This & That

Sunday Best

The other day I was ironing my clothes for a wedding. I often iron my own clothes, but since I seldom wear a tie and jacket I faced a dilemma. Did I need to iron the shirt that would be covered by a jacket anyway? Maybe just starch the collar and sleeves because they stick out? Hmm.

After a short inner debate, I concluded that ironing the whole shirt would be best. There’s something about playing in front of people that makes you want to have it all together. Just knowing my shirt was wrinkly beneath my jacket was likely to cause me to flub a few notes or sing out of tune.

You might be perplexed, those of you who see me every week at church. He doesn’t exactly look like he’s dressed for the occasion, you might have thought a time or two. You can be sure, though, that whether I’m wearing a nice shirt and tie or sporting jeans with a few holes, I’ve at least ironed them. I wear what I do on purpose. There’s bound to be at least one guest in church that day wearing jeans, maybe feeling a little underdressed and self-conscious. If he sees me, he’ll likely be encouraged. At least there’s one person he’ll be dressed better than. Someone’s gotta make the sacrifice; I’m willing to take one for the team. I like to tell people who deplore my Sunday wardrobe that I do get dressed up; you should see what I wear other days.

Sandals and a Muddy Camelbak

I always wondered why we feel this need to get dressed up on Sundays. I mean, God sees us naked anyway. sandalsDespite the fact that he made them, I don’t think he’s all that impressed with Oriental silk and Egyptian cotton. Or the latest East Coast trends to finally hit the Midwest, or whether my socks match my shirt or pants. Which is it supposed to be anyway? See, that’s why I prefer sandals. Come to think of it, Jesus liked sandals too. Hmm.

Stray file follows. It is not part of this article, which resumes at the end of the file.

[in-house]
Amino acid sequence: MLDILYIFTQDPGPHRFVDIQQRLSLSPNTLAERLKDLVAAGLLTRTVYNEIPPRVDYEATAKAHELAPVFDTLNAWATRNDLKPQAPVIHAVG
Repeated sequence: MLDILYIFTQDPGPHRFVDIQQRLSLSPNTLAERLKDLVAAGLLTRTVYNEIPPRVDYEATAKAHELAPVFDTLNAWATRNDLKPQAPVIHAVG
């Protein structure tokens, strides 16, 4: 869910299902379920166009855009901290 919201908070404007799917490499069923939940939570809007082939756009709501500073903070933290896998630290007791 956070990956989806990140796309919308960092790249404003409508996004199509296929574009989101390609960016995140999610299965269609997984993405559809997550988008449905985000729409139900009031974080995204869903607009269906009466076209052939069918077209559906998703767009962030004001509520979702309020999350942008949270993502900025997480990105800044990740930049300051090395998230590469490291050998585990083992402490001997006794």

In contrast to what we put on, who we are on the inside is of more value to God. Jesus condemned the Pharisees, who were strict teachers of Jewish law. Anytime Jesus says “woe to you,” it’s not good. He said to them,

“Woe to you, scribes and Pharisees, hypocrites! For you clean the outside of the cup and the plate, but inside they are full of greed and self-indulgence. You blind Pharisee! First clean the inside of the cup and the plate, that the outside also may be clean. Woe to you, scribes and Pharisees, hypocrites! For you are like whitewashed tombs, which outwardly appear beautiful, but within are full of dead people’s bones and all uncleanness. So you also outwardly appear righteous to others, but within you are full of hypocrisy and lawlessness. —Matthew 23:25-28 esv

hy303b00blue That whole clean-the-outside-of-the-cup thing reminded me of when I went mountain biking recently. It rained the previous day, so the path was quite sloppy. My water bottle became caked with mud. But despite the outside, I knew that refreshing, liquid energy existed on the inside.

See, these Pharisees were more intent on trying to please others than on pleasing God. Their Camelbak water bottles were sparkling on the outside but were filled with muddy, bacteria-infested water. They gave airs of righteousness but were in fact dead in their hearts. They made sure their coat and slacks were pressed while their Oxford underneath was a wrinkly mess. Woe to them.

Playing onstage in a well-ironed ensemble emboldens a musician. Living life from the inside out makes it so you have nothing to hide from God. No lies to try to remember. And the audience becomes hidden behind the blinding stage lights of God’s presence and his applause.

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